A Walk on the Grand Haven Pier

The pier is at the confluence of the Grand River and Lake Michigan.  We saw fishermen, joggers and strollers.  The fishing was not too good that day.

Read more about the Great Lakes in The Dynamic Great Lakes.

Thursday, June 19, 2014

Insects Emerge Around the Great Lakes

I had fun painting these creatures found near the Great Lakes.  The roses are blooming and the torrents of rain should help things grow.

 Luna moth...a night flyer.

Friday, June 13, 2014

Protest Poem about Palisades Nuclear Power Plant

Barbara Spring Reads from The Wilderness Within

Click the youtube link above to hear a protest poem about Palisades Nuclear Power plant on Lake Michigan.

This book is available from Barnes & Noble, in Kindle and paparback and many other bookstores.

Monday, June 2, 2014

King or Chinook salmon

King or Chinook salmon.  The fishing has started on Lake Michigan.  Pictured is Norm Spring with his catch of the day.

Read more about Pacific salmon planted in the Great Lakes in my book, The Dynamic Great Lakes. Available at, Barnes & Noble and many other bookstores.

Sunday, May 18, 2014

Kite Festival on Lake Michigan.

Microbeads in Great Lakes Get Into Food Chains

The Great Lakes are 20% of the fresh surface water on this planet and offer lots of sports.  But there is danger lurking below their waters in the form of tiny plastic beads.  Click the link for more info.

Monday, May 12, 2014

The Dynamic Great Lakes non fiction book and photos

The Dynamic Great Lakes  click the link

A book to throw in your travel bag if you are fishing, diving, swimming, boating or sailing on any of the five Great Lakes: Lake Superior, Lake Michigan, Lake Huron, Lake Erie, Lake Ontario as well as Lake St. Clair and all of the connecting waters.

Sunday, May 11, 2014

Tuesday, May 6, 2014

Great Lakes Water Diversions


The waters of the Great Lakes are, for the most part, a nonrenewable resource. They are composed of numerous aquifers (groundwater) that have filled with water over the centuries, waters that flow in the tributaries of the Great Lakes, and waters that fill the lakes themselves. Although the total volume in the lakes is vast, on average less than 1 percent of the waters of the Great Lakes is renewed annually by precipitation, surface water runoff, and inflow from groundwater sources.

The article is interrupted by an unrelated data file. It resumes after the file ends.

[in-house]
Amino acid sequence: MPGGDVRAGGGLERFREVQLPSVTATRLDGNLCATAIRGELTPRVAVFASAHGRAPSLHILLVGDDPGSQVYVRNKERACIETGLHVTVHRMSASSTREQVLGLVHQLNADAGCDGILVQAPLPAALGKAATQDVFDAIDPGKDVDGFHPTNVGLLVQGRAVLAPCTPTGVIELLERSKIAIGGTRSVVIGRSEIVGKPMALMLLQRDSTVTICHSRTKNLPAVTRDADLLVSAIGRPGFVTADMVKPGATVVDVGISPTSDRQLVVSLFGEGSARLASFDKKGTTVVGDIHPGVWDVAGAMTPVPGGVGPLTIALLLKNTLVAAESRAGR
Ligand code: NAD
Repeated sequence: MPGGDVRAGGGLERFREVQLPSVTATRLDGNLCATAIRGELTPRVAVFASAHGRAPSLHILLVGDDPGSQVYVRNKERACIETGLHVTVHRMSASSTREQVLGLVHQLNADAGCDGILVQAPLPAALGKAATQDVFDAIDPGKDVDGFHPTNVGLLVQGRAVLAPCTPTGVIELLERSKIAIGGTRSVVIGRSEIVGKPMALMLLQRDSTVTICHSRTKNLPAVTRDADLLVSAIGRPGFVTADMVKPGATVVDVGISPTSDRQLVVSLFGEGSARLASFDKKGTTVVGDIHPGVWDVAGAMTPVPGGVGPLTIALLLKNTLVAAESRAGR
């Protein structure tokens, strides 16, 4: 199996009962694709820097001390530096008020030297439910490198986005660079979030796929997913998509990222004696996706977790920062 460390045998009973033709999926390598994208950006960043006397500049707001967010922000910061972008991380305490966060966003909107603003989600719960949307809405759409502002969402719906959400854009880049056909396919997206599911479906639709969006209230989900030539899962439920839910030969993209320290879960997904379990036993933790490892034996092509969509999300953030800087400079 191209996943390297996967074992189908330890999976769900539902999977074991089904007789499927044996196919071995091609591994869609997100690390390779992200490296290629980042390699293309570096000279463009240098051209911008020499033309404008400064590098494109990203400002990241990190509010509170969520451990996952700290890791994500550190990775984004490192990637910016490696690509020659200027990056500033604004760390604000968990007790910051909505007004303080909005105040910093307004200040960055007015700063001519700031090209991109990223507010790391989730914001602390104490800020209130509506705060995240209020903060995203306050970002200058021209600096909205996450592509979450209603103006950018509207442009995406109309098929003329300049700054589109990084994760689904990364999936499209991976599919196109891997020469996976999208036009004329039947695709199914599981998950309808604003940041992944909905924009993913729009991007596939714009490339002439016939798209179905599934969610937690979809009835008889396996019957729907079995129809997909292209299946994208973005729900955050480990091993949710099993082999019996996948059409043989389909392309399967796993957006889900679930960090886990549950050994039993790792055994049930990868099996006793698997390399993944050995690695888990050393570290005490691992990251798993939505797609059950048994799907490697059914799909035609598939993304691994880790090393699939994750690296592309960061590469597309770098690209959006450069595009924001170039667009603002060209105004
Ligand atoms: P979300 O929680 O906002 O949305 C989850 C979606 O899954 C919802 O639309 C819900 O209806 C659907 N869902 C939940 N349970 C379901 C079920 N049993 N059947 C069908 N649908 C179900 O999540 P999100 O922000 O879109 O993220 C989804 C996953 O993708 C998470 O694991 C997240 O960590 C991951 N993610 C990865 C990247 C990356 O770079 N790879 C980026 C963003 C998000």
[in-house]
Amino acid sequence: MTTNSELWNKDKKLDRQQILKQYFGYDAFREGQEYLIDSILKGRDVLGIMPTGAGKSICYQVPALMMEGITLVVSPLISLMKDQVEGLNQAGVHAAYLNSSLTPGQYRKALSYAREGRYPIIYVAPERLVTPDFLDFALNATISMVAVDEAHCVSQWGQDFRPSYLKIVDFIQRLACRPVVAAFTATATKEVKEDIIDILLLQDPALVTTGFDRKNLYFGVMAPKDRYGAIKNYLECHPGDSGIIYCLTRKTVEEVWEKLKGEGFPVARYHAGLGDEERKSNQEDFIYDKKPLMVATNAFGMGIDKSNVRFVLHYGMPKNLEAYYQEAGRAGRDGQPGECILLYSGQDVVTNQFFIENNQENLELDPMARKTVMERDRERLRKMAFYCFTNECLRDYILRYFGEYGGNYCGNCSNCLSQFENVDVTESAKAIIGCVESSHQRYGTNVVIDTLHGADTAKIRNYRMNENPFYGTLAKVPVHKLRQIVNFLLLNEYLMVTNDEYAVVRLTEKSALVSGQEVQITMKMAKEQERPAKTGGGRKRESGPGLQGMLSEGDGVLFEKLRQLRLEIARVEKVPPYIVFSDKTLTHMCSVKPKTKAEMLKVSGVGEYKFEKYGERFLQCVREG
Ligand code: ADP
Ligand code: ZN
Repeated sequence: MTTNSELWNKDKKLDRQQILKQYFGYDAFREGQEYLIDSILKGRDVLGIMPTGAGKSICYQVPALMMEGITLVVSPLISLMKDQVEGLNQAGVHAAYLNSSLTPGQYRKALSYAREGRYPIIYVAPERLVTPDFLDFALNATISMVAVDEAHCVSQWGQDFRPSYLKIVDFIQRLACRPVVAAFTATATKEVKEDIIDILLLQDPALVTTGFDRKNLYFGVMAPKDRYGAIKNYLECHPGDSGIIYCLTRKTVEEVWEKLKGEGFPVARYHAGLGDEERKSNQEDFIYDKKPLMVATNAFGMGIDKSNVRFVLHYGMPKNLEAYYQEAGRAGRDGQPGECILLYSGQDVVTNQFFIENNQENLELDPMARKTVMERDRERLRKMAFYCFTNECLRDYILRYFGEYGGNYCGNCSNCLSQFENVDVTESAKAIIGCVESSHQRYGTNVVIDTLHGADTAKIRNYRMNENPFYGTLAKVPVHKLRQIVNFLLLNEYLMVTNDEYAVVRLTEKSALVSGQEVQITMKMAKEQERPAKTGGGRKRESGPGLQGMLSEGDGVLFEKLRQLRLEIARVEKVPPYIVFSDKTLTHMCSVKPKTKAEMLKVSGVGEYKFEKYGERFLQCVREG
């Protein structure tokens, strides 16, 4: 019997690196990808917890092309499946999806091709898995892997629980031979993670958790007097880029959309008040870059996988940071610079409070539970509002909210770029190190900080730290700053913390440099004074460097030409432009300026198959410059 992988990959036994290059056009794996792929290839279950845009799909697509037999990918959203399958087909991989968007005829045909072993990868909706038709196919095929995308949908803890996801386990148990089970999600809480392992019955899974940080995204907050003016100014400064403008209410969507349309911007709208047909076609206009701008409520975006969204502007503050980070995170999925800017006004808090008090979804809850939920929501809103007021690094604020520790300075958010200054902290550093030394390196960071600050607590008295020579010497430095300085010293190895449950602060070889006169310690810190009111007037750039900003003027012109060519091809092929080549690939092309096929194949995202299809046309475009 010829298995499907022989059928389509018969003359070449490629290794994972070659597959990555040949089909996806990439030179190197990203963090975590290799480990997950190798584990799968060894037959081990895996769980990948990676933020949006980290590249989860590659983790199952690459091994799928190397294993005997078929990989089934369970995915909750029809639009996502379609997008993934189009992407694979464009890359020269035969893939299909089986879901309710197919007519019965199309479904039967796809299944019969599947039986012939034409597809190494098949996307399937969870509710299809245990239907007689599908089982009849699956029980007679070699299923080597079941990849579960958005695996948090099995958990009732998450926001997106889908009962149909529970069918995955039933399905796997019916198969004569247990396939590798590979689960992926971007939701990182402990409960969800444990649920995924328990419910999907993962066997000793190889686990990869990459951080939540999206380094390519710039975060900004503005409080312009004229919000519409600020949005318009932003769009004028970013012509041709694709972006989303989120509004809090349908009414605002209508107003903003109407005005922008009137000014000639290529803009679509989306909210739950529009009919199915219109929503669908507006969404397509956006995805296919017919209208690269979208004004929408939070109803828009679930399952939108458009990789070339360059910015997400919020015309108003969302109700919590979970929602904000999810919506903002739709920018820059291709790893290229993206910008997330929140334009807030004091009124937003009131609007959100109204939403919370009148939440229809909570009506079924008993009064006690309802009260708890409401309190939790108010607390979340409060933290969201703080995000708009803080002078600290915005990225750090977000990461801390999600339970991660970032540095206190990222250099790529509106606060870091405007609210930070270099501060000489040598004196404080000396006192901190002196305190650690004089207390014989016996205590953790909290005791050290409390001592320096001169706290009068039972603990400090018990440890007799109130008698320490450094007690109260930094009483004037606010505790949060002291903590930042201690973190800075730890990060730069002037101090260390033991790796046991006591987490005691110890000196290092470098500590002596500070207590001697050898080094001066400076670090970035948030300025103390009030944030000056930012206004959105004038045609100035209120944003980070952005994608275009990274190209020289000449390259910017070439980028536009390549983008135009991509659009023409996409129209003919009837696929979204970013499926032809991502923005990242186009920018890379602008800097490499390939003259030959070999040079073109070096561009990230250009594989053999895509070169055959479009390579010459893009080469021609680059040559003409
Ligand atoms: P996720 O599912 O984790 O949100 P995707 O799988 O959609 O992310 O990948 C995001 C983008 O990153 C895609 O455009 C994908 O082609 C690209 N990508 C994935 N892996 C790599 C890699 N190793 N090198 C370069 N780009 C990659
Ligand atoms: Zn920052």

A diversion is any transfer of water across watershed boundaries through a man-made pipeline or canal. Diversions may transfer water in or out of the Great Lakes basin, or between the watersheds of different lakes or rivers within the basin. While the impacts of existing diversions on lake levels are minor, they alter the natural flow of the Great Lakes and water returned from diversions may be of a different quality than when it was withdrawn. 

The Dynamic Great Lakes  click the link for more information about interconnected Great Lakes system.

Friday, March 7, 2014

Michigan Environmental Hall of Fame April 10, 2014 Event

Norm Spring will be inducted into the Michigan Environmental Hall of Fame on April 10, 2014, 7 p.m. at the Gerald R. Ford Museum in Grand Rapids, Michigan.

Norm was active in preserving the environment before the first Earth day. An outdoorsman, he saw damages done to the air, streams, lakes and land.  He worked through the democratic processes to make good changes.  In Grand Haven Michigan he went to every city council meeting for three years to ban the spraying of DDT in the city and finally won that battle.  Then with others he formed the Michigan Pesticides Council and the ban went statewide, and then nationwide. Now we have seen the return of the American bald eagle to the shores of the Great Lakes.  An enviromental victory for all living things.  

Norm spearheaded and won many other environmental victories to better the environment for all.

Others who will be inducted into the Michigan Environmental Hall of Fame are Don Inman, Joan Wolfe and Dave Dempsey.

Below see others who are now in the Michigan Environmental Hall of Fame:

Fred Wilder, a Muskegon native. Wilder has been active in conservation since he was in high school in the 1940s. He has long volunteered with Sportsman for Youth, the Muskegon Conservation Club, of which he’s a past president, and the Muskegon Environmental Research & Education Society. In 2011, the Michigan United Conservation Clubs gave Wilder their Past Presidents’ Award for conservation.